elb logtype:elb Amazon Elastic Load Balancer
iis_w3c logtype:iis_w3c IIS server logs - W3C format
monit logtype:monit Monit logs
mysql-error logtype:mysql-error MySQL Error
nginx logtype:nginx NGINX access logs
nginx-error logtype:nginx-error NGINX error logs
route-53 logtype:route-53 Amazon Route 53 logs
syslog-rfc5424 logtype:syslog-rfc5424 Syslog

How to add the logtype attribute

When aggregating logs, it's important to provide metadata that makes it easy to organize, search, and parse those logs. One simple way of doing this is to add the attribute logtype to the log messages when they are shipped. Built-in parsing rules are applied by default to certain logtype values.

Below are some examples of how to add logtype to logs sent by some of our supported shipping methods.

Add logtype as an attribute. You must set the logtype for each named source.

  - name: file-simple
    file: /path/to/file
      logtype: fileRaw  
  - name: nginx-example
    file: /var/log/nginx.log
      logtype: nginx

Add a filter block to the .conf file, which uses a record_transformer to add a new field. In this example we use a logtype of nginx to trigger the build-in NGINX parsing rule. Check out other Fluentd examples here.

<filter containers>
  @type record_transformer
  enable_ruby true
    #Add logtype to trigger a built-in parsing rule for nginx access logs
    logtype nginx
    #Set timestamp from the value contained in the field "time"
    timestamp record["time"]
    #Add hostname and tag fields to all records
    hostname "#{Socket.gethostname}"
    tag ${tag}

Add a filter block to the .conf file that uses a record_modifier to add a new field. In this example we use a logtype of nginx to trigger the build-in NGINX parsing rule. Check out other Fluent Bit examples here.

    Name record_modifier
    Match *
    Record logtype nginx
    Record hostname ${HOSTNAME}
    Record service_name Sample-App-Name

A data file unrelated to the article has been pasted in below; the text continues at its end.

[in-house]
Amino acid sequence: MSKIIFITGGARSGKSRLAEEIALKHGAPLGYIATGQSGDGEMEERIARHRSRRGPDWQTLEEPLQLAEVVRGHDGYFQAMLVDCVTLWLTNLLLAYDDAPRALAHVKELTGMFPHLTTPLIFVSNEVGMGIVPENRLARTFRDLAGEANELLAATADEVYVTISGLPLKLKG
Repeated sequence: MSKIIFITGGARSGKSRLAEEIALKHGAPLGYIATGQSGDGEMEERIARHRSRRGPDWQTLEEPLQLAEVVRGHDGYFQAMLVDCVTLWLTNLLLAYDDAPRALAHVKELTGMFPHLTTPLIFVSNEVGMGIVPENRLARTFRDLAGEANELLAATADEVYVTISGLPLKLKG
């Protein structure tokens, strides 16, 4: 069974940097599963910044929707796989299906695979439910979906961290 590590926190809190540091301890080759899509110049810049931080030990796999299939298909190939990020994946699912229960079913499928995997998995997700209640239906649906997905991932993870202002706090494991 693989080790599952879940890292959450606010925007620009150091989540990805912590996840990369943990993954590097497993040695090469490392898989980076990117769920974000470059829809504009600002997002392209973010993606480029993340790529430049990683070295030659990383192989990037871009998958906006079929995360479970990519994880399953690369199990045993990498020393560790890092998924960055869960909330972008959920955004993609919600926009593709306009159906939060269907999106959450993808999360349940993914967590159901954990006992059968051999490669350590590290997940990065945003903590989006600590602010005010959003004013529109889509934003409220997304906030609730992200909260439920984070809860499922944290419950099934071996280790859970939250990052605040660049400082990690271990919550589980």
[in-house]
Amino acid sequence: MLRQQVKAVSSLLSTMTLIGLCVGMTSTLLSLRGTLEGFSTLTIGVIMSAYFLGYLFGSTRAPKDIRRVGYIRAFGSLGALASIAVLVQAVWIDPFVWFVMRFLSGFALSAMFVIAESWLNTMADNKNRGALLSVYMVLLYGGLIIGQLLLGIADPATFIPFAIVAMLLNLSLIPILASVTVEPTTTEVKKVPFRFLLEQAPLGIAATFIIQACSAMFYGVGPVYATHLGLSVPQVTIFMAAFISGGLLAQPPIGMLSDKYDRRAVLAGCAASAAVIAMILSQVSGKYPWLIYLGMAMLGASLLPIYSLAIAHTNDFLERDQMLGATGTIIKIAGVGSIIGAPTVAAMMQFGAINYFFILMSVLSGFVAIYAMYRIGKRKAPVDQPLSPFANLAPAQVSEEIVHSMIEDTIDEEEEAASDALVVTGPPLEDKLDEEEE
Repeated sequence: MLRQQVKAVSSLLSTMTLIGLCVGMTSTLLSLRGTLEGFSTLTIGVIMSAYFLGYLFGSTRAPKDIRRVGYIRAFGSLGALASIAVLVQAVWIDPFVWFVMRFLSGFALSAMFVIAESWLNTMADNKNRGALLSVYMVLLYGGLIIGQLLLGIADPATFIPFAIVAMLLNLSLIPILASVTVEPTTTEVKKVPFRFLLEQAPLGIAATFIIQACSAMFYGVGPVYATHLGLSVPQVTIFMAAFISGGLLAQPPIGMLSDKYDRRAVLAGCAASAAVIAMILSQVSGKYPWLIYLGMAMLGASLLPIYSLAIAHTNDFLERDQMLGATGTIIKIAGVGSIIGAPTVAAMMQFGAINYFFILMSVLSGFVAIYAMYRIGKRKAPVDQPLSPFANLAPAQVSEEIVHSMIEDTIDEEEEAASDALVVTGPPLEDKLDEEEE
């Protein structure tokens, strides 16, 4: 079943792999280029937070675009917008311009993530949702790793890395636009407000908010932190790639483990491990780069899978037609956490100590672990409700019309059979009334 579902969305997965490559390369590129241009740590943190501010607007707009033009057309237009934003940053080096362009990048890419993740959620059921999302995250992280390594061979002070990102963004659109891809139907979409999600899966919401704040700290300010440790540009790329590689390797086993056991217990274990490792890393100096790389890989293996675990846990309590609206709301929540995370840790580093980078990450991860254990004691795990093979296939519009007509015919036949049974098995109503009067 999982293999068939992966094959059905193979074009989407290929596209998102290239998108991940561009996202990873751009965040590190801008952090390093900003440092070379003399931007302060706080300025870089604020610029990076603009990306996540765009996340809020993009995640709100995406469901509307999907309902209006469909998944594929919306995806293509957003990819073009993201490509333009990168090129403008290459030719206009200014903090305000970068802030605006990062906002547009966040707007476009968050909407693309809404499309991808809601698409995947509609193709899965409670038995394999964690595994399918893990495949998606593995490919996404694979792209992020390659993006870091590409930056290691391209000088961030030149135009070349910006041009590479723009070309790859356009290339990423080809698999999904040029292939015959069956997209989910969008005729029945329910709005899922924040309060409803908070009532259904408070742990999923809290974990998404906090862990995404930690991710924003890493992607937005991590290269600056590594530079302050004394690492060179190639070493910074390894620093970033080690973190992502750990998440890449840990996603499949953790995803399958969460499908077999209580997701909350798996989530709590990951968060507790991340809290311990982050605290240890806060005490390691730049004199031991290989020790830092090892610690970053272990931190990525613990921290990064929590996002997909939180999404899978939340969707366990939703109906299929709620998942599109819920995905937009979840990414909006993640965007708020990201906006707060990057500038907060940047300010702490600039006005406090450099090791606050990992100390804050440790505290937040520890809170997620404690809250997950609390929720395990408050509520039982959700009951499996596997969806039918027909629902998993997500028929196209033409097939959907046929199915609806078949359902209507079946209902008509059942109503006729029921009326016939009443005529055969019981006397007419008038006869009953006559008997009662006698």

Add a filter block to the Logstash configuration which uses an add_field mutate filter to add a new field. In this example we use a logtype of nginx to trigger the build-in NGINX parsing rule. Check out other Logstash examples here.

filter {
  mutate {
    add_field => {
      "logtype" => "nginx"
      "service_name" => "myservicename"
      "hostname" => "%{host}"

You can add attributes to the JSON request sent to New Relic. In this example we add a logtype attribute of value nginx to trigger the build-in NGINX parsing rule. ​Learn more about using the Logs API here.

POST /log/v1 HTTP/1.1
Host: log-api.newrelic.com
Content-Type: application/json
Accept: */*
Content-Length: 133
  "message": "User 'xyz' logged in",
  "logtype": "accesslogs",
  "service": "login-service",
  "hostname": "login.example.com"

Create custom parsing rules

Many logs are formatted or structured in a unique way. In order to parse them, custom logic must be built and applied. New Relic's log management lets you create and manage custom parsing rules.

  1. Choose Manage parsing from the action menu dropdown.
  2. Click Create parsing rule.
  3. Choose an attribute and value to match on.
  4. Write your Grok pattern and test the rule.
  5. Enable and save the custom parsing rule.

To learn about Grok and custom parsing rules, read our blog post, How to parse logs with Grok patterns.

For more help

If you need more help, check out these support and learning resources: